Even though he is known today for his antique art glass, René Lalique (1860-1945) began his career in 1881 as a freelance jeweler. Lalique’s fascination with three-dimensional decorative objects informed his Art Nouveau vases, perfume bottles, bowls, and decanters, which were typically pressed into molds to create patterns and reliefs of animals, foliage, or both. Later in his career, Lalique also designed stemware, tableware, clocks, and lamps.

Lalique’s contribution to the field of art glass began roughly in 1902, when he established a small glassworks at Clairfontaine outside of Paris. There he made molded glass plaques and decorative panels. He brought a jeweler’s precise eye to his first pieces, which were created using a jewelry casting process called cire perdue, or lost wax.

In cire perdue, a design would be carved by hand into wax, pressed into clay to create a mold, and then melted out (or lost) so that molten glass could be poured in. It was a primitive process, but Lalique made good use of it through the 1920s.

One of Lalique’s earliest clients was François Coty, who commissioned Lalique to design perfume bottles for him. Lalique would eventually design some 16 bottles for Coty, along with a number of other objects and the windows for Coty’s headquarters in New York at 712 Fifth Avenue (you can still see them today). The workload was so great that in 1909, Lalique rented a larger glassworks at Combs-la-Ville east of Paris. In 1910 he purchased that facility outright.

Combs-la-Ville had long attracted glassblowers, thanks to the area’s plentiful supplies of silica-rich sand. Lalique liked the look of the glass it created, and he chose not to add lead to his batches, even though it meant that his products would not be officially labeled as lead crystal. Lalique preferred his demi-crystal because it was inexpensive and easy to work with. Above all, he liked the milky opalescence of the final product.

Lalique collaborated with Coty through the 1930s. During this time, he also designed perfume bottles for other perfume makers, including d’Orsay and Roger et Gallet, for whom Lalique made a bottle crowned by one of his famous tiara stoppers (one of Lalique’s most copied designs). Later, as Lalique’s name became as synonymous with perfume bottles as Coty’s, he would make empty perfume bottles of his own, the Tantot and Amphitrite being but two examples.

World War I halted production at Combs-la-Ville from 1915 to 1919. And then, in the 1920s, Lalique really hit his stride. It was during this period that he produced a number of one-of-a-kind and limited run vases and sculptural objects. Some bore reliefs of pairs of parakeets and lovebirds, a motif he would use throughout his career. Others featured intricate and slightly fearsome wasps...

The Courges vases from this period are unusual if only because they are relatively rare examples that are saturated with color. Even though the vast majority of Lalique’s work from this period was pearly and opalescent, some of these gourds had metal oxides mixed into the glass to turn them blue (cobalt), red (chromium), or yellow (uranium).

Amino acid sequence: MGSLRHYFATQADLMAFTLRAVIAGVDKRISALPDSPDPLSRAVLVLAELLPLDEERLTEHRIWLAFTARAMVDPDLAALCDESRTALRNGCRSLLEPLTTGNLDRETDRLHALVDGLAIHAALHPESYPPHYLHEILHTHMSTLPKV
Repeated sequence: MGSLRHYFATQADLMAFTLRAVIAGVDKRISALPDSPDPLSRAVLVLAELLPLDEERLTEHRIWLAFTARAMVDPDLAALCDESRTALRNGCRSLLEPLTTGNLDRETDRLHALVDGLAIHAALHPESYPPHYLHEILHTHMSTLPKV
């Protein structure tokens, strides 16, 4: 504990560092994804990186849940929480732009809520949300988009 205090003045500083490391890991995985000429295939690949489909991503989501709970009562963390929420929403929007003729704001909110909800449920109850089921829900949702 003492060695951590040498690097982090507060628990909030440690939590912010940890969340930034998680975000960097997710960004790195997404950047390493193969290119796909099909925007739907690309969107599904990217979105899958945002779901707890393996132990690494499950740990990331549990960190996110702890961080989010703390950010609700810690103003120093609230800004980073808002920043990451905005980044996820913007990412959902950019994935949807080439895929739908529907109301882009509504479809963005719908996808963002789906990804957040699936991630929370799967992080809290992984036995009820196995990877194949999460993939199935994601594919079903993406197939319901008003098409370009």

By 1921, Lalique had opened a high-volume factory at Wingen-sur-Moder, in Alsace. The goal was to increase production and make Lalique’s work more affordable to the masses. In the 1920s, Lalique designed some 200 vases for production at Wingen. Here press-molding techniques were perfected. Most of the vases had wide necks so that the plunger used to force molten glass into the mold could be easily removed. The result was an exterior with crisp, sharp lines and an interior that was perfectly smooth.

Vases from this period include the ovoid Ronces, which appear to have been woven from a tangle of thorny vines. Some of the Ronces were translucent; others were amber, blue, or red, the latter being a difficult color to work with. Later, the Ronce design was repurposed as a base for a table lamp. Other vases were adorned with fang-bearing snakes or gazelles sitting beneath a canopy of stars. The molded surface of the decorative Languedoc vase was a tight pattern of what look like stylized coleus leaves.

The 1920s were also a decade for figurative vases and vessels. Most depicted women—Naïades consists of a frieze of mermaids holding aloft a shallow bowl—but some such as the Archers and Palèstre vases featured male forms. Lalique’s famous statuettes also leaned heavily to female nudes, as did his illuminated plaques, with Suzanne (a nude with outstretched arms holding a curtain of glass behind her) being perhaps his most famous.

From around 1925 to 1930, Lalique produced about 20 so-called car mascots, which were designed to replace the hood ornaments on luxury automobiles. Today, these heads of horses, peacocks, and roosters are among the most prized antique Laliques available, if you can even find one. Other examples include a goldfish, a wild boar, and a frog.

Lalique accepted a number of other high-profile architectural commissions during the 1920s, including the dining cars on the Orient Express, the Oviatt Building in Los Angeles, the Peace Hotel in Shanghai. As the 1930s arrived, Lalique’s work embraced Art Deco. Now the molding technologies Lalique had been refining seemed especially at home, particularly in a 1935 piece like Souston, an artichoke-shaped vase whose ridges and lines feel downright architectural.

Tableware and glassware also made an appearance in the 1930s. There were glasses and goblets, tumblers with a matching jug, and lots of carafes, each with its own handsome stopper. Plates and bowls sported swirling patterns suggesting sea urchins, anemones, and sand dollars.

Other pieces from the Depression years include lidded boxes of all sorts (both square and round), ashtrays, and clocks, including one timepiece housed within a panel of opalescent glass that has been molded with reliefs of Lalique’s beloved birds.

But this was the Depression, so in 1937 the glassworks at Combs-la-Ville closed. World War II shuttered a second Lalique factory, this time from 1940 to 1945, but Lalique himself stuck around until the Germans surrendered to Allied Forces on May 9, 1945. Two days later, one of the 20th century’s most influential designers would pass away, but his work ensures that he will never be forgotten.

About our sources | Got something to add?

▼ Expand to read the full article ▼

Best of the Web (“Hall of Fame”)

Loetz.com

Loetz.com

This fabulous site is a guide to Bohemian art glass makers from 1885 to 1920. Loetz was the premier Bohemian glass … [read review or visit site]

Cloud Glass Reference Site

Cloud Glass Reference Site

Chris and Val Stewart’s impressive attempt to create a complete catalogue of all known cloud glass, a decorative … [read review or visit site]

Antique Glass Salt and Sugar Shaker Club

Antique Glass Salt and Sugar Shaker Club